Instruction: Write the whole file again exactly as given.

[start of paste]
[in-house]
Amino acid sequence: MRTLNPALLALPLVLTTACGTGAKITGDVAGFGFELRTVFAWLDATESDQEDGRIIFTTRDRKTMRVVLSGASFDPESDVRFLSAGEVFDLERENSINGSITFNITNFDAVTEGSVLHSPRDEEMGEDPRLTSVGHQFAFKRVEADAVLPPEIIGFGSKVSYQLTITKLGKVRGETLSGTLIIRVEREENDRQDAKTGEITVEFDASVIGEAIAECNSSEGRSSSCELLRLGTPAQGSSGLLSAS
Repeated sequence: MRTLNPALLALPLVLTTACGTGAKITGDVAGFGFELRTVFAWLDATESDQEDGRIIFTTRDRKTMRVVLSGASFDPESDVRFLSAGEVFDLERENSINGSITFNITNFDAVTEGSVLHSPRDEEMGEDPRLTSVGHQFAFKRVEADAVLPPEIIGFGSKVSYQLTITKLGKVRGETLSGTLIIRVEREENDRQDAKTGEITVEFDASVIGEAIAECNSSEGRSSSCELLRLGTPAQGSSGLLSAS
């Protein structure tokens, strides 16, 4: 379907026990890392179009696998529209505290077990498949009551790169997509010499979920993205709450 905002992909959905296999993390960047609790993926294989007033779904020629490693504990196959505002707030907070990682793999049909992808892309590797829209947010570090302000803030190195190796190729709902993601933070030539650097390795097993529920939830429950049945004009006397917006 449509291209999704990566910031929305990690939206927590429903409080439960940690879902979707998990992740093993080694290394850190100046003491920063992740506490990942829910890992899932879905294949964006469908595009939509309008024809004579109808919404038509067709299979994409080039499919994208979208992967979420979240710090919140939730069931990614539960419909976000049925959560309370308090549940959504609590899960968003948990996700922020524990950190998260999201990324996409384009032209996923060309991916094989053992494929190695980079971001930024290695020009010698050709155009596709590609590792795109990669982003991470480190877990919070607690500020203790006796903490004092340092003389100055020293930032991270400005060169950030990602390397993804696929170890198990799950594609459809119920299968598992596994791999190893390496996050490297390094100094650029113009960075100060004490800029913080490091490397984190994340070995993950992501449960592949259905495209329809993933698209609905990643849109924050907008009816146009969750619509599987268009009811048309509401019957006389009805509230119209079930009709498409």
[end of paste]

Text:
[in-house]
Amino acid sequence: MRTLNPALLALPLVLTTACGTGAKITGDVAGFGFELRTVFAWLDATESDQEDGRIIFTTRDRKTMRVVLSGASFDPESDVRFLSAGEVFDLERENSINGSITFNITNFDAVTEGSVLHSPRDEEMGEDPRLTSVGHQFAFKRVEADAVLPPEIIGFGSKVSYQLTITKLGKVRGETLSGTLIIRVEREENDRQDAKTGEITVEFDASVIGEAIAECNSSEGRSSSCELLRLGTPAQGSSGLLSAS
Repeated sequence: MRTLNPALLALPLVLTTACGTGAKITGDVAGFGFELRTVFAWLDATESDQEDGRIIFTTRDRKTMRVVLSGASFDPESDVRFLSAGEVFDLERENSINGSITFNITNFDAVTEGSVLHSPRDEEMGEDPRLTSVGHQFAFKRVEADAVLPPEIIGFGSKVSYQLTITKLGKVRGETLSGTLIIRVEREENDRQDAKTGEITVEFDASVIGEAIAECNSSEGRSSSCELLRLGTPAQGSSGLLSAS
């Protein structure tokens, strides 16, 4: 379907026990890392179009696998529209505290077990498949009551790169997509010499979920993205709450 905002992909959905296999993390960047609790993926294989007033779904020629490693504990196959505002707030907070990682793999049909992808892309590797829209947010570090302000803030190195190796190729709902993601933070030539650097390795097993529920939830429950049945004009006397917006 449509291209999704990566910031929305990690939206927590429903409080439960940690879902979707998990992740093993080694290394850190100046003491920063992740506490990942829910890992899932879905294949964006469908595009939509309008024809004579109808919404038509067709299979994409080039499919994208979208992967979420979240710090919140939730069931990614539960419909976000049925959560309370308090549940959504609590899960968003948990996700922020524990950190998260999201990324996409384009032209996923060309991916094989053992494929190695980079971001930024290695020009010698050709155009596709590609590792795109990669982003991470480190877990919070607690500020203790006796903490004092340092003389100055020293930032991270400005060169950030990602390397993804696929170890198990799950594609459809119920299968598992596994791999190893390496996050490297390094100094650029113009960075100060004490800029913080490091490397984190994340070995993950992501449960592949259905495209329809993933698209609905990643849109924050907008009816146009969750619509599987268009009811048309509401019957006389009805509230119209079930009709498409």